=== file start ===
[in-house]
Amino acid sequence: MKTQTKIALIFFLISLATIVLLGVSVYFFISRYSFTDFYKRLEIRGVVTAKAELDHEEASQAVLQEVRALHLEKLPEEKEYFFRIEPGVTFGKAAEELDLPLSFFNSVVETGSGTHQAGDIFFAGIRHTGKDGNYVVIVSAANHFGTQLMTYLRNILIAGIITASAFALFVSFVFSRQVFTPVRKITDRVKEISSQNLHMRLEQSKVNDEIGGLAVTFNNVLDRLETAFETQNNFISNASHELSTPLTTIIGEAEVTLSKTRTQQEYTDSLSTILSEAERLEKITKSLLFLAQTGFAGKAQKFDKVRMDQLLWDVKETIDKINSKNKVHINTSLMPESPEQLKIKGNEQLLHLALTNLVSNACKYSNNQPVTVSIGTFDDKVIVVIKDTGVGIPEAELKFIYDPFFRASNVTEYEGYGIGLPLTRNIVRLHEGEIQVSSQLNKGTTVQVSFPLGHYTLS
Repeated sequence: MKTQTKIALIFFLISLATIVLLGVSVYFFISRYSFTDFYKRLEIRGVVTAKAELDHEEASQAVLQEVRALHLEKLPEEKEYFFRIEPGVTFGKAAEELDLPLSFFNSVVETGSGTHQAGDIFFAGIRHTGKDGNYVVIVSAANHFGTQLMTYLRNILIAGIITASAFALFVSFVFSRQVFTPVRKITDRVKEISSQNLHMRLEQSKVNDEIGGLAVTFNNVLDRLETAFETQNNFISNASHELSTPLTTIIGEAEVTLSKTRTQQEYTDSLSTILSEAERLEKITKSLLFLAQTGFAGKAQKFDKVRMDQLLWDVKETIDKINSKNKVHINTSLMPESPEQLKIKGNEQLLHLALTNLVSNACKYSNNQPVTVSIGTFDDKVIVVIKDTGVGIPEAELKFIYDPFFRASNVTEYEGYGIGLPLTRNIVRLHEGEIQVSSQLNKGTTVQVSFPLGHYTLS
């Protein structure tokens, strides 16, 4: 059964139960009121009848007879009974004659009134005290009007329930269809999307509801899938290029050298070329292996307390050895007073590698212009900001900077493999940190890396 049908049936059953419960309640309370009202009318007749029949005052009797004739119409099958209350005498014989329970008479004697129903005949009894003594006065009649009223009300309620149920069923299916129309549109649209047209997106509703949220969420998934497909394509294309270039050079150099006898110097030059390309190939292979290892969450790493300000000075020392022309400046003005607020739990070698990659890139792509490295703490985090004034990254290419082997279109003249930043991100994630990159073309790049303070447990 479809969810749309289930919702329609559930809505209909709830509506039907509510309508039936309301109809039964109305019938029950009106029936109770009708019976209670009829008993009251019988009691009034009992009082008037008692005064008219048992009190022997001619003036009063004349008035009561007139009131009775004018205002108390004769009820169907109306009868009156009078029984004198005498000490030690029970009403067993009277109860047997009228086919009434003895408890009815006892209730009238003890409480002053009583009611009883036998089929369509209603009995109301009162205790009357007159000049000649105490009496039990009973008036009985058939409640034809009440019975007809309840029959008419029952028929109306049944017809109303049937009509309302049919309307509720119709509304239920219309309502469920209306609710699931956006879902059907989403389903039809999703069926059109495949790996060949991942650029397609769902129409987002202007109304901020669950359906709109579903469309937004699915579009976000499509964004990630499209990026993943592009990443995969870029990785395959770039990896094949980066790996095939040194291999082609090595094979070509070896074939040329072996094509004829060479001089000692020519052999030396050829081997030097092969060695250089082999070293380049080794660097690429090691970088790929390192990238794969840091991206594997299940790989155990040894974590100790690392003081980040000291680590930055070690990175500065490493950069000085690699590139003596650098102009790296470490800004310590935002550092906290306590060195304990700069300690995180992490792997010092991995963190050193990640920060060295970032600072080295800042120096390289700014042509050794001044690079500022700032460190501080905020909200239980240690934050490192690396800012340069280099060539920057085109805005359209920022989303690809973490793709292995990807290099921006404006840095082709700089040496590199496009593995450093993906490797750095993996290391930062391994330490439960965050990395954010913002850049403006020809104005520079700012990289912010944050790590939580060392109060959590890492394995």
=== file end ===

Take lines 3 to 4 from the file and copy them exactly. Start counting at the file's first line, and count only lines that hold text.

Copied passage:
Repeated sequence: MKTQTKIALIFFLISLATIVLLGVSVYFFISRYSFTDFYKRLEIRGVVTAKAELDHEEASQAVLQEVRALHLEKLPEEKEYFFRIEPGVTFGKAAEELDLPLSFFNSVVETGSGTHQAGDIFFAGIRHTGKDGNYVVIVSAANHFGTQLMTYLRNILIAGIITASAFALFVSFVFSRQVFTPVRKITDRVKEISSQNLHMRLEQSKVNDEIGGLAVTFNNVLDRLETAFETQNNFISNASHELSTPLTTIIGEAEVTLSKTRTQQEYTDSLSTILSEAERLEKITKSLLFLAQTGFAGKAQKFDKVRMDQLLWDVKETIDKINSKNKVHINTSLMPESPEQLKIKGNEQLLHLALTNLVSNACKYSNNQPVTVSIGTFDDKVIVVIKDTGVGIPEAELKFIYDPFFRASNVTEYEGYGIGLPLTRNIVRLHEGEIQVSSQLNKGTTVQVSFPLGHYTLS
């Protein structure tokens, strides 16, 4: 059964139960009121009848007879009974004659009134005290009007329930269809999307509801899938290029050298070329292996307390050895007073590698212009900001900077493999940190890396 049908049936059953419960309640309370009202009318007749029949005052009797004739119409099958209350005498014989329970008479004697129903005949009894003594006065009649009223009300309620149920069923299916129309549109649209047209997106509703949220969420998934497909394509294309270039050079150099006898110097030059390309190939292979290892969450790493300000000075020392022309400046003005607020739990070698990659890139792509490295703490985090004034990254290419082997279109003249930043991100994630990159073309790049303070447990 479809969810749309289930919702329609559930809505209909709830509506039907509510309508039936309301109809039964109305019938029950009106029936109770009708019976209670009829008993009251019988009691009034009992009082008037008692005064008219048992009190022997001619003036009063004349008035009561007139009131009775004018205002108390004769009820169907109306009868009156009078029984004198005498000490030690029970009403067993009277109860047997009228086919009434003895408890009815006892209730009238003890409480002053009583009611009883036998089929369509209603009995109301009162205790009357007159000049000649105490009496039990009973008036009985058939409640034809009440019975007809309840029959008419029952028929109306049944017809109303049937009509309302049919309307509720119709509304239920219309309502469920209306609710699931956006879902059907989403389903039809999703069926059109495949790996060949991942650029397609769902129409987002202007109304901020669950359906709109579903469309937004699915579009976000499509964004990630499209990026993943592009990443995969870029990785395959770039990896094949980066790996095939040194291999082609090595094979070509070896074939040329072996094509004829060479001089000692020519052999030396050829081997030097092969060695250089082999070293380049080794660097690429090691970088790929390192990238794969840091991206594997299940790989155990040894974590100790690392003081980040000291680590930055070690990175500065490493950069000085690699590139003596650098102009790296470490800004310590935002550092906290306590060195304990700069300690995180992490792997010092991995963190050193990640920060060295970032600072080295800042120096390289700014042509050794001044690079500022700032460190501080905020909200239980240690934050490192690396800012340069280099060539920057085109805005359209920022989303690809973490793709292995990807290099921006404006840095082709700089040496590199496009593995450093993906490797750095993996290391930062391994330490439960965050990395954010913002850049403006020809104005520079700012990289912010944050790590939580060392109060959590890492394995």